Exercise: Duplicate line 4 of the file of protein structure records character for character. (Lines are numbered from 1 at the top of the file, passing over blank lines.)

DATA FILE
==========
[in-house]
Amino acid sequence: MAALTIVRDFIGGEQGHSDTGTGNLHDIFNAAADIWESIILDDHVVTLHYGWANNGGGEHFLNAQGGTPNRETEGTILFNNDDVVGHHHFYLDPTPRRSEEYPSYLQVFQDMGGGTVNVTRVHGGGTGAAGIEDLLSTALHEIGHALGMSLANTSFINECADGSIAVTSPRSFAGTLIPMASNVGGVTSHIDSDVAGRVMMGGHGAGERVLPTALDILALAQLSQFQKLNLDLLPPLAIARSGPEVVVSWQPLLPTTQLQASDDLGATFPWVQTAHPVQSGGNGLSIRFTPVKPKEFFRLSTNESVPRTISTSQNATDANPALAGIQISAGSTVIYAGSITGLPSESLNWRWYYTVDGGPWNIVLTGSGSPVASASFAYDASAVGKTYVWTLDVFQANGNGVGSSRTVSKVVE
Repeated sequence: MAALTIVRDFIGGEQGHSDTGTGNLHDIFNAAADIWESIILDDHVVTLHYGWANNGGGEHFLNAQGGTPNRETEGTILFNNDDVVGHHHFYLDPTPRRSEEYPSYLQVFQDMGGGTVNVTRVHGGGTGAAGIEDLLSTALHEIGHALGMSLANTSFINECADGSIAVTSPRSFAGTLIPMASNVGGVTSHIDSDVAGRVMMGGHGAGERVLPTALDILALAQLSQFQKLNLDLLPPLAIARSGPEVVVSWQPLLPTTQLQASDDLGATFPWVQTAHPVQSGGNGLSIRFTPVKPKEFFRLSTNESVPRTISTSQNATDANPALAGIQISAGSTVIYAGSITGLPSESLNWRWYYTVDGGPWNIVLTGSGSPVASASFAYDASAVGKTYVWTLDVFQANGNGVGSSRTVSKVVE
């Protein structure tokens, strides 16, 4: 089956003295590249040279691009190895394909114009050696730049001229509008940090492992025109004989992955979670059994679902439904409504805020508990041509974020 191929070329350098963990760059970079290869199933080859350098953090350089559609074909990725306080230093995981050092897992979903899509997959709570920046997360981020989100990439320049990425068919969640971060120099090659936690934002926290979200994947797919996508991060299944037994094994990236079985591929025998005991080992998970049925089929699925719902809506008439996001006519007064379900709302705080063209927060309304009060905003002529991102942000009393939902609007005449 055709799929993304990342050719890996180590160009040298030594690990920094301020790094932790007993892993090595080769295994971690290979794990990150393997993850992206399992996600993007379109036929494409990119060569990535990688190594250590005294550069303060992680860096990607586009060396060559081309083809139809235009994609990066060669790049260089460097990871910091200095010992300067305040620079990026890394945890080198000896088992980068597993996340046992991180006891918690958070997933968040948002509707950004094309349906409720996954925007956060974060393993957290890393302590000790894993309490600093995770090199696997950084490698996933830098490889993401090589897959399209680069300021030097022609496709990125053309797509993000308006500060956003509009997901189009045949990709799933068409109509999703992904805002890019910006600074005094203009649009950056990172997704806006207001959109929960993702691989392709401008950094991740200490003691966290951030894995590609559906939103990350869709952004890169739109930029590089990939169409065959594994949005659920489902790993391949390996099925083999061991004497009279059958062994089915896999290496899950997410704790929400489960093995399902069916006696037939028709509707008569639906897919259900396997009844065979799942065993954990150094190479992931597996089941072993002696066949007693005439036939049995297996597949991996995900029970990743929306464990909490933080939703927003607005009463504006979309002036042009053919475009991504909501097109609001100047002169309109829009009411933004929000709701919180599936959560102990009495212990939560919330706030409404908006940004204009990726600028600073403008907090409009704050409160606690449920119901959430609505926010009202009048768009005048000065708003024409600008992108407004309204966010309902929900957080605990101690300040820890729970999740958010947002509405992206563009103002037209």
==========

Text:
């Protein structure tokens, strides 16, 4: 089956003295590249040279691009190895394909114009050696730049001229509008940090492992025109004989992955979670059994679902439904409504805020508990041509974020 191929070329350098963990760059970079290869199933080859350098953090350089559609074909990725306080230093995981050092897992979903899509997959709570920046997360981020989100990439320049990425068919969640971060120099090659936690934002926290979200994947797919996508991060299944037994094994990236079985591929025998005991080992998970049925089929699925719902809506008439996001006519007064379900709302705080063209927060309304009060905003002529991102942000009393939902609007005449 055709799929993304990342050719890996180590160009040298030594690990920094301020790094932790007993892993090595080769295994971690290979794990990150393997993850992206399992996600993007379109036929494409990119060569990535990688190594250590005294550069303060992680860096990607586009060396060559081309083809139809235009994609990066060669790049260089460097990871910091200095010992300067305040620079990026890394945890080198000896088992980068597993996340046992991180006891918690958070997933968040948002509707950004094309349906409720996954925007956060974060393993957290890393302590000790894993309490600093995770090199696997950084490698996933830098490889993401090589897959399209680069300021030097022609496709990125053309797509993000308006500060956003509009997901189009045949990709799933068409109509999703992904805002890019910006600074005094203009649009950056990172997704806006207001959109929960993702691989392709401008950094991740200490003691966290951030894995590609559906939103990350869709952004890169739109930029590089990939169409065959594994949005659920489902790993391949390996099925083999061991004497009279059958062994089915896999290496899950997410704790929400489960093995399902069916006696037939028709509707008569639906897919259900396997009844065979799942065993954990150094190479992931597996089941072993002696066949007693005439036939049995297996597949991996995900029970990743929306464990909490933080939703927003607005009463504006979309002036042009053919475009991504909501097109609001100047002169309109829009009411933004929000709701919180599936959560102990009495212990939560919330706030409404908006940004204009990726600028600073403008907090409009704050409160606690449920119901959430609505926010009202009048768009005048000065708003024409600008992108407004309204966010309902929900957080605990101690300040820890729970999740958010947002509405992206563009103002037209």